Looking ahead, the 6- to 10-day outlook calls for near- to below-normal temperatures across most of the eastern half of U.S., while warmer-than-normal weather will prevail from the Pacific Coast to the central and southern Plains. Meanwhile, near- to below-normal precipitation across the southern U.S. will contrast with wetter-than-normal conditions across the northern half of the U.S., including parts of California.

5-Day Precipitation Totals

NOAA’s 6- to 10- Day Outlook

NOAA’s 8- to 14- Day Outlook

 

More winter-like weather ahead

A rather tranquil weather pattern will become more active during the weekend, with rain developing across the South and cold weather returning to nearly all areas east of the Rockies. Early next week, much uncertainty remains regarding the development of an East Coast storm. Regardless of its coastal evolution, the nascent storm will produce some snow early next week from the northern Plains into the Midwest. Beyond that, a significant snow storm remains a possibility on March 25-26 in the Mid-Atlantic and Northeastern States, particularly along the Atlantic Seaboard. Farther west, dry weather will persist at least into the middle of next week from southern California to the southern High Plains. In addition, California will experience unusually warm weather.

Looking ahead, the 6- to 10-day outlook calls for below-normal temperatures across the eastern half of the U.S., while warmer-than-normal weather will prevail from California to the central and southern High Plains. Meanwhile, near- to above-normal precipitation across most of the country will contrast with drier-than-normal conditions from the central and southern Plains into the Southwest.

5-Day Precipitation Totals

NOAA’s 6- to 10- Day Outlook

NOAA’s 8- to 14- Day Outlook

A late-season storm ahead for the upper Midwest

Freezing rain will end later Tuesday morning in the southern Mid-Atlantic region, while rain showers will gradually diminish across Florida. Meanwhile, a late-season winter storm will track from the central Plains into eastern Canada. Along and north of the storm’s path, primarily from Wyoming to northern New England, significant snow will fall. Meanwhile, a few rain showers will occur along the storm’s trailing cold front as far south as the Ohio Valley and the Mid-Atlantic States. Elsewhere, a few showers will affect the Northwest, while dry weather will persist from California to the southern Plains.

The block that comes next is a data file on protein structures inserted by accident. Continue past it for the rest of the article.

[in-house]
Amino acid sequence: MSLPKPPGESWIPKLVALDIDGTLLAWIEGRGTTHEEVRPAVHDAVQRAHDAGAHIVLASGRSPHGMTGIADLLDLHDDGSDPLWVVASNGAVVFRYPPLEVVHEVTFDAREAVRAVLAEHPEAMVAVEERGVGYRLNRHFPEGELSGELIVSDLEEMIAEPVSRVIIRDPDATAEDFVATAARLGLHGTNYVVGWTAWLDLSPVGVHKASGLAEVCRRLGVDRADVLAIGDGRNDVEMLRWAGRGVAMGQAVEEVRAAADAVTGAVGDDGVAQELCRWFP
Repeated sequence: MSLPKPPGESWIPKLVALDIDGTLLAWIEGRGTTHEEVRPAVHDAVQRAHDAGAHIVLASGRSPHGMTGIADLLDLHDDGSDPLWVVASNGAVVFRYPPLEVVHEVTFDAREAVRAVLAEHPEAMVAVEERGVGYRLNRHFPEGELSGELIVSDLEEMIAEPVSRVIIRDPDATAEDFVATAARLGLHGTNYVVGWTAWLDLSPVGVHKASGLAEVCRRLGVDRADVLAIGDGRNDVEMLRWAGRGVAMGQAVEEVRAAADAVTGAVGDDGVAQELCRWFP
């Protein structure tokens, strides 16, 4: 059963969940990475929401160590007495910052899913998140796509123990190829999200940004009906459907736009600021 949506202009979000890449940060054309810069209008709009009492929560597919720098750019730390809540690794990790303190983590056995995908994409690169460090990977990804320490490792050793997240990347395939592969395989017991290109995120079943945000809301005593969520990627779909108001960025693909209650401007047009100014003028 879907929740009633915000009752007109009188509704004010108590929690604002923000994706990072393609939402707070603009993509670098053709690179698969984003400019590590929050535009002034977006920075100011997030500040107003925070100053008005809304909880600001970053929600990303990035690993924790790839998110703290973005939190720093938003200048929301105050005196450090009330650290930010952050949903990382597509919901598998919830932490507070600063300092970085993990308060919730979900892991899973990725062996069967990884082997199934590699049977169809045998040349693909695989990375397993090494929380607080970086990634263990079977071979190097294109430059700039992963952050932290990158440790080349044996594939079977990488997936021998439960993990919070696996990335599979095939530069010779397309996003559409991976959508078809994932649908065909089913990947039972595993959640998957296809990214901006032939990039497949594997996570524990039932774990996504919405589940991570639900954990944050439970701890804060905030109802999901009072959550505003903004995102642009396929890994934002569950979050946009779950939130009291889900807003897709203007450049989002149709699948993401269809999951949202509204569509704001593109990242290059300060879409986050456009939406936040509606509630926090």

Looking ahead, the 6- to 10-day outlook calls for below-normal temperatures from the Plains to the East Coast, while warmer-than-normal weather will prevail in the West. Meanwhile, near- to above-normal precipitation across the majority of the U.S. will contrast with drier-than-normal conditions from southern California to the southern High Plains.

5-Day Precipitation Totals

NOAA’s 6- to 10- Day Outlook

NOAA’s 8- to 14- Day Outlook

An more active pattern to resume

A period of relatively tranquil weather will end during the weekend with the development of a late-winter storm over the nation’s mid-section. Early next week, the storm will affect the nation’s southeastern quadrant. Frozen precipitation (snow, sleet, and freezing rain) can be expected along the northern fringe of the precipitation shield, with significant snowfall accumulations possible on March 16-17 in the northern Mid-Atlantic States. Meanwhile, storm-total rainfall could reach 1 to 2 inches from the Mid-South into the Southeast, with some 2- to 4- inch totals possible in the southern Atlantic region. Another surge of very cold air will trail the storm into the Midwest and Northeast, while a period of record-setting warmth in the West will end early next week. Elsewhere, dry conditions will persist into next week across California, the Great Basin, and the Desert Southwest.

Looking ahead, the 6- to 10-day outlook calls for near- to above-normal temperatures across much of the southern half of the U.S., while colder-than-normal conditions will cover the northern half of the U.S. Meanwhile, below-normal precipitation across the nation’s southern tier will contrast with wetter-than-normal weather from the northern Plains into the Midwest.

5-Day Precipitation Totals

NOAA’s 6- to 10- Day Outlook

NOAA’s 8- to 14- Day Outlook